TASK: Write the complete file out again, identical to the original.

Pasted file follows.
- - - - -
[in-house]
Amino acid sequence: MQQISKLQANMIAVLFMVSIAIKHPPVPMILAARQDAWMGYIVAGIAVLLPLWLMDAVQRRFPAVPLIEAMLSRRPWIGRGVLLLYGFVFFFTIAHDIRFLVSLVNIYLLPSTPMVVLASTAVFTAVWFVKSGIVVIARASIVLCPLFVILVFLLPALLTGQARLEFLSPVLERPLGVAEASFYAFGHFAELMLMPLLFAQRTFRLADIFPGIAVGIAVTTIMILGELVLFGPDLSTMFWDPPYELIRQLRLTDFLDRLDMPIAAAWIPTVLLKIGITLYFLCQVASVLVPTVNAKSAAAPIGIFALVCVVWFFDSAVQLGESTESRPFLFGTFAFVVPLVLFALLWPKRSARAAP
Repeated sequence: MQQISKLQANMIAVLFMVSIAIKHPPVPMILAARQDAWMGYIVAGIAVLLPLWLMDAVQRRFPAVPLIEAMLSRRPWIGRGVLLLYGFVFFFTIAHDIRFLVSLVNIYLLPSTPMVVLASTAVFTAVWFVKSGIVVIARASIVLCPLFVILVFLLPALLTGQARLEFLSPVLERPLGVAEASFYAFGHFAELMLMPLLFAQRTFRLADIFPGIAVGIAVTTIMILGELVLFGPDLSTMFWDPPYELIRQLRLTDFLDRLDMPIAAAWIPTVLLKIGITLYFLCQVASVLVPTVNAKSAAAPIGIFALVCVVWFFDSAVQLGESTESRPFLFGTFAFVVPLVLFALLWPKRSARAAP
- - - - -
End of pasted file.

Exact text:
[in-house]
Amino acid sequence: MQQISKLQANMIAVLFMVSIAIKHPPVPMILAARQDAWMGYIVAGIAVLLPLWLMDAVQRRFPAVPLIEAMLSRRPWIGRGVLLLYGFVFFFTIAHDIRFLVSLVNIYLLPSTPMVVLASTAVFTAVWFVKSGIVVIARASIVLCPLFVILVFLLPALLTGQARLEFLSPVLERPLGVAEASFYAFGHFAELMLMPLLFAQRTFRLADIFPGIAVGIAVTTIMILGELVLFGPDLSTMFWDPPYELIRQLRLTDFLDRLDMPIAAAWIPTVLLKIGITLYFLCQVASVLVPTVNAKSAAAPIGIFALVCVVWFFDSAVQLGESTESRPFLFGTFAFVVPLVLFALLWPKRSARAAP
Repeated sequence: MQQISKLQANMIAVLFMVSIAIKHPPVPMILAARQDAWMGYIVAGIAVLLPLWLMDAVQRRFPAVPLIEAMLSRRPWIGRGVLLLYGFVFFFTIAHDIRFLVSLVNIYLLPSTPMVVLASTAVFTAVWFVKSGIVVIARASIVLCPLFVILVFLLPALLTGQARLEFLSPVLERPLGVAEASFYAFGHFAELMLMPLLFAQRTFRLADIFPGIAVGIAVTTIMILGELVLFGPDLSTMFWDPPYELIRQLRLTDFLDRLDMPIAAAWIPTVLLKIGITLYFLCQVASVLVPTVNAKSAAAPIGIFALVCVVWFFDSAVQLGESTESRPFLFGTFAFVVPLVLFALLWPKRSARAAP